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3.2 Strategies for Sports Assignments

In this lesson we cover gear selection and working tips, and we go behind the shoot on two sports assignments. You'll also learn what is expected from assigning editors for sports assignments.

3.2 Strategies for Sports Assignments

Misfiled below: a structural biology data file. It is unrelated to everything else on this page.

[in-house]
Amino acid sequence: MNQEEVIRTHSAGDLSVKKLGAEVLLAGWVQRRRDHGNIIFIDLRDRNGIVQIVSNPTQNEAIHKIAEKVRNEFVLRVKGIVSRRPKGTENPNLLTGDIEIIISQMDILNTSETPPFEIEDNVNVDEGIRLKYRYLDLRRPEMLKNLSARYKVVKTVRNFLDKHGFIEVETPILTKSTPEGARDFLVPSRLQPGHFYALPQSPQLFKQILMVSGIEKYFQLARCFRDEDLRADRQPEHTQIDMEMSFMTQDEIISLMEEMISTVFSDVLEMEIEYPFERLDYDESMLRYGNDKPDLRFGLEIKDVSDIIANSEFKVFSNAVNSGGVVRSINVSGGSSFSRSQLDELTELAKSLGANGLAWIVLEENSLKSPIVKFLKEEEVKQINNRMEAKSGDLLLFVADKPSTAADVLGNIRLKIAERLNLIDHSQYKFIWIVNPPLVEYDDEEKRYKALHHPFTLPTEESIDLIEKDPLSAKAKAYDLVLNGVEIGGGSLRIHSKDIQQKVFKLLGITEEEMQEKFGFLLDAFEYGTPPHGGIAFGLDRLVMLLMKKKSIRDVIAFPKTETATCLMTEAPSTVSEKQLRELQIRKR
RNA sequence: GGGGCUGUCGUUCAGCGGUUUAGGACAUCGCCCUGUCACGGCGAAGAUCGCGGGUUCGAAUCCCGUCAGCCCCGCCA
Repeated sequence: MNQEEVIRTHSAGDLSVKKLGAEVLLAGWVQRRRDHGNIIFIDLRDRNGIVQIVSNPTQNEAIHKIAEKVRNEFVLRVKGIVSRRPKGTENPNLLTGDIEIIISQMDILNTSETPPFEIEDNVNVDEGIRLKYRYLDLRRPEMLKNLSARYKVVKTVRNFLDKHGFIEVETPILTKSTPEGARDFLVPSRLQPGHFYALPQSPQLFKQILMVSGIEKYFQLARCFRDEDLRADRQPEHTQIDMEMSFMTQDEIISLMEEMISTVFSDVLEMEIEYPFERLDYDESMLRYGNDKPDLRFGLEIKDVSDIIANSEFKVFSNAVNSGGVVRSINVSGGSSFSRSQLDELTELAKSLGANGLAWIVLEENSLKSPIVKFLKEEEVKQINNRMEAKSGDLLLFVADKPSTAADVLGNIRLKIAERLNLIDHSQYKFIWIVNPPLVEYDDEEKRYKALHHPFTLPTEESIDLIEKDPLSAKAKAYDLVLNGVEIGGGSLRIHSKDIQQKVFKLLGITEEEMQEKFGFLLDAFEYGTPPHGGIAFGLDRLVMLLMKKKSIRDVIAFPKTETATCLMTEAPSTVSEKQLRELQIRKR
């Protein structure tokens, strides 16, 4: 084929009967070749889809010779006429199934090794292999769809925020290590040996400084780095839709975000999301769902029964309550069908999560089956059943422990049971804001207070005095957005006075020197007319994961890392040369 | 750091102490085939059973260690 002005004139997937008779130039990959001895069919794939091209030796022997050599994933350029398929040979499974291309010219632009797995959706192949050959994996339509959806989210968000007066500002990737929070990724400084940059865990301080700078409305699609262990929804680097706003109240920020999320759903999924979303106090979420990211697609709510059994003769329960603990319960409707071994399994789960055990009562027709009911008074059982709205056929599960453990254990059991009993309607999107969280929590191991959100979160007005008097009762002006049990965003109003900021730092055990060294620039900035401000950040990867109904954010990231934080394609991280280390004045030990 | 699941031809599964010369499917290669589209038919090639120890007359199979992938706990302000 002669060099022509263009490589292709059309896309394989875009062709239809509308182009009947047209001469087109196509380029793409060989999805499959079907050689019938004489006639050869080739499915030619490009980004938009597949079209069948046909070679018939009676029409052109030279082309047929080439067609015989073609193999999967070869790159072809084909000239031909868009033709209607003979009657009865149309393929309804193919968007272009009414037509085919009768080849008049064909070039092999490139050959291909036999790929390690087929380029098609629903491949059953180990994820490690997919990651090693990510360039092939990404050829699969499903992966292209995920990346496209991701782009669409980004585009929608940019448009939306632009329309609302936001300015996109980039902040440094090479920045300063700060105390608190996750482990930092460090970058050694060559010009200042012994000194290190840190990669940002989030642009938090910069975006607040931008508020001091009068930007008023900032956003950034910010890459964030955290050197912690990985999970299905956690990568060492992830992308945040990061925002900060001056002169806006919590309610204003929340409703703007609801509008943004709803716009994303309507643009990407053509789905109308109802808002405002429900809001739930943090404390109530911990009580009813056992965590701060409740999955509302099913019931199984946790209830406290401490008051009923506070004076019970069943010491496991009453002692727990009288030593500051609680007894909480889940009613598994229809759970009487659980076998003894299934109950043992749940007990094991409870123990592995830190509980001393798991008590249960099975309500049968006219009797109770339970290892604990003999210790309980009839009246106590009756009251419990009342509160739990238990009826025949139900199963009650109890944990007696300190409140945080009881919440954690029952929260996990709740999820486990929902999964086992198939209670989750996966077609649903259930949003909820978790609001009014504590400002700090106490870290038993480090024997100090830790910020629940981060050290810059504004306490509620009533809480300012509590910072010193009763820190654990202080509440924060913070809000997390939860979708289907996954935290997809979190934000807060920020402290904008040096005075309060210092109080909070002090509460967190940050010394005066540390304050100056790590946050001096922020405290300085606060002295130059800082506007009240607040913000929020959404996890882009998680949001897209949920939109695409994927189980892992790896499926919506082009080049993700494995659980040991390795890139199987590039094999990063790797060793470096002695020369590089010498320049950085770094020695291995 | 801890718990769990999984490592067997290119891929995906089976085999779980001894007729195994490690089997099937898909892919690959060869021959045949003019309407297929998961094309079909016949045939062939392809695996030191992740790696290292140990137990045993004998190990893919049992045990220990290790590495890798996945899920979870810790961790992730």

Hi, welcome back! Now we're gonna take a look at some of my sports photography. Again, we're gonna go through the raws of one game to give you an idea of how I was shooting, and then we're also gonna see the edited photos. Let's get started. So again, here we are in Photo Mechanic, my favorite program, which I promise to get to shortly. This is a junior hockey game assignment that you might all see as you're starting your career as assignment photographer. As you can see, I'm shooting at the glass level, at the ice level here. You could also have the option of shooting from above. Shooting from above is a little bit easier and a little bit easier to get cleaner backgrounds and catch the action. But from the ground level, it's cool to make in your face action photos like this. We can easily crop these photos, blow them up, and transmit them. I'm shooting down the ice with a 300 millimeter lens. Here you see a goal. An I also have a 7200 zoom lens in my pocket or in my lap as well, for closer action. Basically, my technique for hockey photography, and most photography, is keep my camera pointed at where the action likely will be. For instance, I had aimed here at the goal, somehow the puck snuck by, where did it go? You can see the puck sneaking in here, not a great photo. It's a nice jubilation over here, but still not a good photo. Swing my camera, look for the goal winner, here he is. Here's a photo we can use. Cropped, we can use this photo. Thanks ref. You ruined that one for me. But hopefully their will be more goals. Jubilations like this happen almost after every point in any sports event. Knowing when they are coming is an easy way to get some solid photos. So again here, you see some game action. You see some nice crunches on the boards. We can crop in here and make a nice photo. Make a nice vertical out of that. Although it's not the most exciting photo, I'm hoping we'll get more. Going through, watching the crowd for interesting photos, this one didn't work, but you never know. Just be shooting, shooting, shooting. Sometimes I'll shoot JPEG for these assignments and break my rules of only shooting raw, just because you're shooting so many photos so quickly. If you set the exposure and the white balance fairly well beforehand you can get away with it. Here we see another goal. I didn't see a great photo in that one. This is where shooting at the ice level takes your percentages down. It's tougher to get the shot, but when you do it's great. So, cutting through here, game action, few hits, you can see I'm just shooting, shooting, shooting like crazy looking for photos. Nice save there. Few black frames. Here we go, we got a little closer action. This is in the closer end. Still, a goal, where's the photo? Okay. I have a photo here. We can create a vertical out of that. Still hopefully not the best photo of the game. So, yeah, this is kind of an overview. Just shooting heavy on the motor drive looking for photos. We'll switch over from the raws to the actual photos that I filed. This was the championship games, so there was a lot of jubilation afterwards. So this is an okay photo, not the best. A little soft, but it'll still work well. Okay action shot, not the best. You always wanna keep the puck in the frame. Hit shot, jubilation shot, another jubilation shot, save shot. I think I had that one earlier. Goalie save shot and the cup. The cup is always great when you are shooting sports because you know there is going to be a guaranteed jubilation photo after the game. And the action photos don't even really matter that much. So we got some good action shots here, some nice jubilation shots. Always a classic photo of the team with the trophy. Another action shot. Here we are. Always fun to get on the ice, get right in the face. Some sad dejection shots always good. Home team loses. This guy's happy, so is his mom. And this guy is saying goodnight. So that's it. That's a basic hockey game. You can see the lighting situations aren't the best in here. This isn't a professional rink, this is an amateur rink. Professional rinks, the light is a lot better, but most people will be starting out in this style of photography and this style of rink. Next assignment we're quickly gonna go through here is baseball. Standard Toronto Bluejays game. They have a lot each year, and a lot of them need coverage. First off, we start with the pitcher. He may be a story, you never know. Get some actions shots of him. And he's not doing the best. Looks like he's getting pulled from the game. That could be a story. He could be an up and coming pitcher. We got a new pitcher who could be the story now. Visiting team pitcher. Pretty straightforward. Key for pitcher shots is to pay attention to what side they're throwing from. This guy is left handed, so you're going to get this kind of shot. Not the best, from this side for this shot, but when he is following through you get more of a clear shot of his face and his body and whatnot. And vice versa with this guy. Cool shot when he is starting his pitch, but when he follows through it's a little tougher. A couple of hitting shots, wait for a big home run. If there is no one on base, train your lens on the batter and this is what I was talking about before. Dramatic action shot at second base. This guy says good job. Again this guy's sliding in. This guy gets clipped by the ball, happens every once in awhile. Mad coach, and again another dramatic action shot at second base. And they win, everyone goes home happy. So that's it. An overview on two different types of sports assignments. You can get an idea of where I was shooting from and how I approached the events. Hopefully these will help you with your next game. Up next, portrait photography. Keep your eyes on the street. [SOUND] Now, bring your chin a little bit towards the window. Good. [SOUND]